When I was a boy I used to love pizza, and whenever my father took me to the pizzeria I'd order two slices. And I'd sit and he'd watch me wolfing down the first slice with my eyes on the second. I wasn't even tasting that first slice. And one day my father said to me, "Son, you need to learn that while you're eating the first slice of pizza, eat the first slice. Because right now you're eating the second slice before you've finished the first.
When you're young, you always feel that life hasn't yet begun -- that "life" is always scheduled to begin next week, next month, next year, after the holidays -- whenever. But then suddenly you're old and the scheduled life didn't arrive. You find yourself asking, 'Well then, exactly what was it I was having -- that interlude -- the scrambly madness -- all that time I had before?
Whenever I'm asked why Southern writers particularly have a penchant for writing about freaks, I say it is because we are still able to recognize one. To be able to recognize a freak, you have to have some conception of the whole man, and in the South the general conception of man is still, in the main, theological. That is a large statement, and it is dangerous to make it, for almost anything you say about Southern belief can be denied in the next breath with equal propriety. But approaching the subject from the standpoint of the writer, I think it is safe to say that while the South is hardly Christ-centered, it is most certainly Christ-haunted. The Southerner, who isn't convinced of it, is very much afraid that he may have been formed in the image and likeness of God. Ghosts can be very fierce and instructive. They cast strange shadows, particularly in our literature. In any case, it is when the freak can be sensed as a figure for our essential displacement that he attains some depth in literature.
Whenever you leave cleared land, when you step from some place carved out, plowed, or traced by a human and pass into the woods, you must leave something of yourself behind. It is that sudden loss, I think, even more than the difficulty of walking through undergrowth, that keeps people firmly fixed to paths. In the woods, there is no right way to go, of course, no trail to follow but the law of growth. You must leave behind the notion that things are right. Just look around you. Here is the way things are. Twisted, fallen, split at the root. What grows best does so at the expense of what's beneath. A white birch feeds on the pulp of an old hemlock and supports the grapevine that will slowly throttle it. In the dead wood of another tree grow fungi black as devil's hooves. Overhead the canopy, tall pines that whistle and shudder and choke off light from their own lower branches. (from "Revival Road")
Whenever the devil harasses you, seek the company of men or drink more, or joke and talk nonsense, or do some other merry thing. Sometimes we must drink more, sport, recreate ourselves, and even sin a little to spite the devil, so that we leave him no place for troubling our consciences with trifles. We are conquered if we try too conscientiously not to sin at all. So when the devil says to you: do not drink, answer him: I will drink, and right freely, just because you tell me not to.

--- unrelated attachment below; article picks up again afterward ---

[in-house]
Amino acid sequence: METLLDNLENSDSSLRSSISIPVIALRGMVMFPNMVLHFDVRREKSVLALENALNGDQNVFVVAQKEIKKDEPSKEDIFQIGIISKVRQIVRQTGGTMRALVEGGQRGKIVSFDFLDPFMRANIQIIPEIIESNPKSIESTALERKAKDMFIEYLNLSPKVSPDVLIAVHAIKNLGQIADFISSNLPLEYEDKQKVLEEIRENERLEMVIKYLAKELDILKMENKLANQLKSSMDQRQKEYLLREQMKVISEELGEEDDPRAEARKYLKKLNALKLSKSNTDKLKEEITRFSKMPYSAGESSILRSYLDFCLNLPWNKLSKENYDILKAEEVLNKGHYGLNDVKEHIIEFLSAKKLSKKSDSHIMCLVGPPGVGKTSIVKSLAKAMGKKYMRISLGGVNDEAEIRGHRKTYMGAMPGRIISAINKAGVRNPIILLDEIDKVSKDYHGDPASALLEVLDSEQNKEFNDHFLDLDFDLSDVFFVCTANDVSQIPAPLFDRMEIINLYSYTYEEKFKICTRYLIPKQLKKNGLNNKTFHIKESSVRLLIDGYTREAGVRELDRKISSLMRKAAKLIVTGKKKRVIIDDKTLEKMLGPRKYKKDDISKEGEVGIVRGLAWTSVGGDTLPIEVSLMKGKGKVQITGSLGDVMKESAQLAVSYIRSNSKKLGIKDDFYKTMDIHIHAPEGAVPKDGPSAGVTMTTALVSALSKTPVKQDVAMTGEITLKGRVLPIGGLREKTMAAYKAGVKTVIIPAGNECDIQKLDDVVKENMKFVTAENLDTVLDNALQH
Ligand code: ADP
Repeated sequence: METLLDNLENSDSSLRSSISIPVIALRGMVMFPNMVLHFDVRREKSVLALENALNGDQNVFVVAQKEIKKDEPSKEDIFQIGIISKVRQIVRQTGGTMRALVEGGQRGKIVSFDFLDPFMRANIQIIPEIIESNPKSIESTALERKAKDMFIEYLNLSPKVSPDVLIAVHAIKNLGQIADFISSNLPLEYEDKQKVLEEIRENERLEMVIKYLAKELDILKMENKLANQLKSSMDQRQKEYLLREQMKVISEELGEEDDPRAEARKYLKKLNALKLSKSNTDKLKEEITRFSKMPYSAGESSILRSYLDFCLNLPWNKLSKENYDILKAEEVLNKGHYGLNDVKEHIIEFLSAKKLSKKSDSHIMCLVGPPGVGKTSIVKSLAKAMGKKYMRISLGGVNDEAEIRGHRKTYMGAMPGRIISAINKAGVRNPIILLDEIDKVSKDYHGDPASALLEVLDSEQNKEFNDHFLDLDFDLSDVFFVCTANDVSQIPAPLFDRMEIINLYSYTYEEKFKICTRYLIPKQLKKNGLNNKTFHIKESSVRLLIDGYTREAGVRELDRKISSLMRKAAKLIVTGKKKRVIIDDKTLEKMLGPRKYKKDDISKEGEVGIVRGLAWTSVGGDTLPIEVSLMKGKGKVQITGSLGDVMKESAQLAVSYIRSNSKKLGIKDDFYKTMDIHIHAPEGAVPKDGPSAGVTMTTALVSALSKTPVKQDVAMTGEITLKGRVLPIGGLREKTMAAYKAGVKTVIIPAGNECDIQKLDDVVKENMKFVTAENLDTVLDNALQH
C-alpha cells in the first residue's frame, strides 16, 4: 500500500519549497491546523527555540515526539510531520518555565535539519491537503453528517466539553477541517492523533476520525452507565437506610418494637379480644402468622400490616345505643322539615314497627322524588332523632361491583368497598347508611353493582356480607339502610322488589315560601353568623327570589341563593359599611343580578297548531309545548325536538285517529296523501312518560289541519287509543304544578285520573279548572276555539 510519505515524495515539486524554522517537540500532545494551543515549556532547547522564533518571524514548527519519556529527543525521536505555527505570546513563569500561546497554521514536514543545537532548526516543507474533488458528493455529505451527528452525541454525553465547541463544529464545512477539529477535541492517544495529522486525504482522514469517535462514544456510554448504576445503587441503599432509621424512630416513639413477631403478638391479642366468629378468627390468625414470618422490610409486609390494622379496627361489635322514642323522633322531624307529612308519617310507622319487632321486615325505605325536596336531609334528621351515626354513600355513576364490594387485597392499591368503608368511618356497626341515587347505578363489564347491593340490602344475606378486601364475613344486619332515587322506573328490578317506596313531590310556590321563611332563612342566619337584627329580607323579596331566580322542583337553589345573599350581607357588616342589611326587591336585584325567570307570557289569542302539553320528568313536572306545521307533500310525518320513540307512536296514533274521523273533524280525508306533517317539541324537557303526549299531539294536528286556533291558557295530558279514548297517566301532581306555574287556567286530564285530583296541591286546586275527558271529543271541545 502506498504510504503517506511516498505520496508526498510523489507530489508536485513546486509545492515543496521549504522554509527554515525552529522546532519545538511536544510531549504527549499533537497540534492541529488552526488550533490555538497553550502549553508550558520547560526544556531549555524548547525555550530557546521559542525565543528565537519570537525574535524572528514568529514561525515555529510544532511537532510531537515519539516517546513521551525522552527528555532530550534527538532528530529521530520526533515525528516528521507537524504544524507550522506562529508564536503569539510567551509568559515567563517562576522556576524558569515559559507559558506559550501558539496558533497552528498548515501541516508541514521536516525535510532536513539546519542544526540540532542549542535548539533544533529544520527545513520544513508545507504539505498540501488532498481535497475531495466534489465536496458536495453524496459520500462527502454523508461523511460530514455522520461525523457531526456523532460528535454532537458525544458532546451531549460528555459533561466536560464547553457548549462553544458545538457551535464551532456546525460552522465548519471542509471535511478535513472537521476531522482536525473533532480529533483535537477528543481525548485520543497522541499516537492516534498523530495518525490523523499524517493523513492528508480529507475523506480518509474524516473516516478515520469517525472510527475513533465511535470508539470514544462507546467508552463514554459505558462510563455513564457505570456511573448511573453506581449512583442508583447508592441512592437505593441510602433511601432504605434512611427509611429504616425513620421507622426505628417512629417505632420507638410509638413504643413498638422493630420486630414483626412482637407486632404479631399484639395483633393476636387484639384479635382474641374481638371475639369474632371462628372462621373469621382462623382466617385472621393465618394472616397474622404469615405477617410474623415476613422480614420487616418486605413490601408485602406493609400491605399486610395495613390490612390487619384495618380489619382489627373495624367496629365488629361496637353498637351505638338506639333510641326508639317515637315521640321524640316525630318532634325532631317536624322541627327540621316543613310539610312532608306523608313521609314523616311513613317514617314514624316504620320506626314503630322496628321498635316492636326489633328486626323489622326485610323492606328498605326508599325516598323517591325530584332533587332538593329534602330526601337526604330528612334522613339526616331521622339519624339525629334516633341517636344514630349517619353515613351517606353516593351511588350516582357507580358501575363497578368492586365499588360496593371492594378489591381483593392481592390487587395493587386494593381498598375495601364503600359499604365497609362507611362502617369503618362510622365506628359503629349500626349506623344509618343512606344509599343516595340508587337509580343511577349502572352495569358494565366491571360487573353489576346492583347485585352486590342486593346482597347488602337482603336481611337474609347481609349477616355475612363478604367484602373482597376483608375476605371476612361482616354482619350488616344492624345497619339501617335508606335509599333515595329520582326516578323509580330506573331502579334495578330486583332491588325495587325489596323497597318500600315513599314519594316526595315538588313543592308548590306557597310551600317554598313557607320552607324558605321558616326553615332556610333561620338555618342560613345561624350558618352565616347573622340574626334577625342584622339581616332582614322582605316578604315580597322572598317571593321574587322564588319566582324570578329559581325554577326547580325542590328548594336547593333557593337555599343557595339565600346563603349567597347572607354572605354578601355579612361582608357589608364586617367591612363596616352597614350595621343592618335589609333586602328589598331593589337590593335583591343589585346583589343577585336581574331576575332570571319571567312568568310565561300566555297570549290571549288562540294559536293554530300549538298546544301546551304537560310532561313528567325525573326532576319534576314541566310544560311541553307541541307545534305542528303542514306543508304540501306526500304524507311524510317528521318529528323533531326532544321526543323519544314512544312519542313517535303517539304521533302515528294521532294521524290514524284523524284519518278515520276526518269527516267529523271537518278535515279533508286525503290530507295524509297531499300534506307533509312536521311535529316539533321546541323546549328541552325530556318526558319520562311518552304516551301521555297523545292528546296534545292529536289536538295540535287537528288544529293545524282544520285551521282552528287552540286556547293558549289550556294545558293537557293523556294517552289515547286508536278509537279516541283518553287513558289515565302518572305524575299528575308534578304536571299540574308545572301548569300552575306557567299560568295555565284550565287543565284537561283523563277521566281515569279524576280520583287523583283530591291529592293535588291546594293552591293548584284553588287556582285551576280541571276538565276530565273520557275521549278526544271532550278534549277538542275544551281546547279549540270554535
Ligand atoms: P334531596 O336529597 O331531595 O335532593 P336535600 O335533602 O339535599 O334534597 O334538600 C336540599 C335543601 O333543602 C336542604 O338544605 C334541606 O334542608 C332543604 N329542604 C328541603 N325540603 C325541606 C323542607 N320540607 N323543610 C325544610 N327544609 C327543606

Whenever I see the alcove of a tastefully built Japanese room, I marvel at our comprehension of the secrets of shadows, our sensitive use of shadow and light. For the beauty of the alcove is not the work of some clever device. An empty space is marked off with plain wood and plain walls, so that the light drawn into its forms dim shadows within emptiness. There is nothing more. And yet, when we gaze into the darkness that gathers behind the crossbeam, around the flower vase, beneath the shelves, though we know perfectly well it is mere shadow, we are overcome with the feeling that in this small corner of the atmosphere there reigns complete and utter silence; that here in the darkness immutable tranquility holds sway.
Whenever I put the headset on now," he'd continued, "I really do understand what I find there. When those kids sing about 'She loves you,' yeah well, you know, she does, she's any number of people, all over the world, back through time, different colors, sizes, ages, shapes, distances from death, but she loves. And the 'you' is everybody. And herself. Oedipa, the human voice, you know, it's a flipping miracle." His eyes brimming, reflecting the color of beer."Baby," she said, helpless, knowing of nothing she could do for this, and afraid for him. He put a little clear plastic bottle on the table between them. She stared at the pills in it, and then understood. "That's LSD?
Whenever you make a mistake or get knocked down by life, don't look back at it too long. Mistakes are life's way of teaching you. Your capacity for occasional blunders is inseparable from your capacity to reach your goals. No one wins them all, and your failures, when they happen, are just part of your growth. Shake off your blunders. How will you know your limits without an occasional failure? Never quit. Your turn will come.
Whenever in my dreams I see the dead, they always appear silent, bothered, strangely depressed, quite unlike their dear, bright selves. I am aware of them, without any astonishment, in surroundings they never visited during their earthly existence, in the house of some friend of mine they never knew. They sit apart, frowning at the floor, as if death were a dark taint, a shameful family secret. It is certainly not then - not in dreams - but when one is wide awake, at moments of robust joy and achievement, on the highest terrace of consciousness, that mortality has a chance to peer beyond its own limits, from the mast, from the past and its castle tower. And although nothing much can be seen through the mist, there is somehow the blissful feeling that one is looking in the right direction.